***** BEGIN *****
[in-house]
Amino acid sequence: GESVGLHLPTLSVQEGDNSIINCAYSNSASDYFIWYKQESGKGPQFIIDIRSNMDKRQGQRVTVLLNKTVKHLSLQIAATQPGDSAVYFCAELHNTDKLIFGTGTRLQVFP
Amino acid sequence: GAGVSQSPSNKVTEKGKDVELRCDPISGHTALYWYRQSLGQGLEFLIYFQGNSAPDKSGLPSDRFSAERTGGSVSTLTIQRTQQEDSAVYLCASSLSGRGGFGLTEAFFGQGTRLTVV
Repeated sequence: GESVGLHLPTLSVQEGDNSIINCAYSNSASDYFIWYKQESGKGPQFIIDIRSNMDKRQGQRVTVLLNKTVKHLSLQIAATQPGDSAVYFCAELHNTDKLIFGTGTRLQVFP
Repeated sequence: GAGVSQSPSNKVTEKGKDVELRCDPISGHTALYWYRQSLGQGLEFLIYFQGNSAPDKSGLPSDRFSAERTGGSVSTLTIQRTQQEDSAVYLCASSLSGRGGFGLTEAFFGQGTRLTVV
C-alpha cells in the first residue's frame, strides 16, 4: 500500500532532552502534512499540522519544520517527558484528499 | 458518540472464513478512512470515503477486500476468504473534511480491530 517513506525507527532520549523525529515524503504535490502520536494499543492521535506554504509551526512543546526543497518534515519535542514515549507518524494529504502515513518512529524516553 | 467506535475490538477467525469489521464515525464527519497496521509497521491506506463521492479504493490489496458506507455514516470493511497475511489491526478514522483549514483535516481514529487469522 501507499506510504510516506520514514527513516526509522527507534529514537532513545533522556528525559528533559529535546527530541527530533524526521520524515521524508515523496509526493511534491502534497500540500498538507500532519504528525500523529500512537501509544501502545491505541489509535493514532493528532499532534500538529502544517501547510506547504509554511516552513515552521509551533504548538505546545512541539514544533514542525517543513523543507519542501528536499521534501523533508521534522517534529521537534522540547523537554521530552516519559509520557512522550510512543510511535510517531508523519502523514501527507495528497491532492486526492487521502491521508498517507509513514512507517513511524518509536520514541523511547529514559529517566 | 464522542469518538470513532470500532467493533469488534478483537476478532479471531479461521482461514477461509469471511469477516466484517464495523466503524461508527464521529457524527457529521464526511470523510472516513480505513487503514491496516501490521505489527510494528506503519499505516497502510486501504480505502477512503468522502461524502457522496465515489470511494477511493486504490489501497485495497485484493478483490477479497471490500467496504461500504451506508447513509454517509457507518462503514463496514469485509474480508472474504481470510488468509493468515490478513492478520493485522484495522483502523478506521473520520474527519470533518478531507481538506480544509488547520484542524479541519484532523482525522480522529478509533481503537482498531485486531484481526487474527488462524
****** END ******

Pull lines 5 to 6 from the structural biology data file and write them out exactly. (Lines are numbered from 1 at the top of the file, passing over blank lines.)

Repeated sequence: GAGVSQSPSNKVTEKGKDVELRCDPISGHTALYWYRQSLGQGLEFLIYFQGNSAPDKSGLPSDRFSAERTGGSVSTLTIQRTQQEDSAVYLCASSLSGRGGFGLTEAFFGQGTRLTVV
C-alpha cells in the first residue's frame, strides 16, 4: 500500500532532552502534512499540522519544520517527558484528499 | 458518540472464513478512512470515503477486500476468504473534511480491530 517513506525507527532520549523525529515524503504535490502520536494499543492521535506554504509551526512543546526543497518534515519535542514515549507518524494529504502515513518512529524516553 | 467506535475490538477467525469489521464515525464527519497496521509497521491506506463521492479504493490489496458506507455514516470493511497475511489491526478514522483549514483535516481514529487469522 501507499506510504510516506520514514527513516526509522527507534529514537532513545533522556528525559528533559529535546527530541527530533524526521520524515521524508515523496509526493511534491502534497500540500498538507500532519504528525500523529500512537501509544501502545491505541489509535493514532493528532499532534500538529502544517501547510506547504509554511516552513515552521509551533504548538505546545512541539514544533514542525517543513523543507519542501528536499521534501523533508521534522517534529521537534522540547523537554521530552516519559509520557512522550510512543510511535510517531508523519502523514501527507495528497491532492486526492487521502491521508498517507509513514512507517513511524518509536520514541523511547529514559529517566 | 464522542469518538470513532470500532467493533469488534478483537476478532479471531479461521482461514477461509469471511469477516466484517464495523466503524461508527464521529457524527457529521464526511470523510472516513480505513487503514491496516501490521505489527510494528506503519499505516497502510486501504480505502477512503468522502461524502457522496465515489470511494477511493486504490489501497485495497485484493478483490477479497471490500467496504461500504451506508447513509454517509457507518462503514463496514469485509474480508472474504481470510488468509493468515490478513492478520493485522484495522483502523478506521473520520474527519470533518478531507481538506480544509488547520484542524479541519484532523482525522480522529478509533481503537482498531485486531484481526487474527488462524